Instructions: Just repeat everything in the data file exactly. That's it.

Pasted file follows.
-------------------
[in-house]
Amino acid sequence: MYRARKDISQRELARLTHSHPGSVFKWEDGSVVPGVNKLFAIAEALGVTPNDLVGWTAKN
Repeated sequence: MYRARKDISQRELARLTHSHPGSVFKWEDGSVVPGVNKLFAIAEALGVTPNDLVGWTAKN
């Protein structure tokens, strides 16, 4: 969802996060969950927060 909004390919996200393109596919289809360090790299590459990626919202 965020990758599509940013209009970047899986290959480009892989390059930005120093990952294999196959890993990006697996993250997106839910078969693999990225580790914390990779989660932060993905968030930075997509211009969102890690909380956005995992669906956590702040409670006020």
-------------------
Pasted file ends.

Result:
[in-house]
Amino acid sequence: MYRARKDISQRELARLTHSHPGSVFKWEDGSVVPGVNKLFAIAEALGVTPNDLVGWTAKN
Repeated sequence: MYRARKDISQRELARLTHSHPGSVFKWEDGSVVPGVNKLFAIAEALGVTPNDLVGWTAKN
């Protein structure tokens, strides 16, 4: 969802996060969950927060 909004390919996200393109596919289809360090790299590459990626919202 965020990758599509940013209009970047899986290959480009892989390059930005120093990952294999196959890993990006697996993250997106839910078969693999990225580790914390990779989660932060993905968030930075997509211009969102890690909380956005995992669906956590702040409670006020």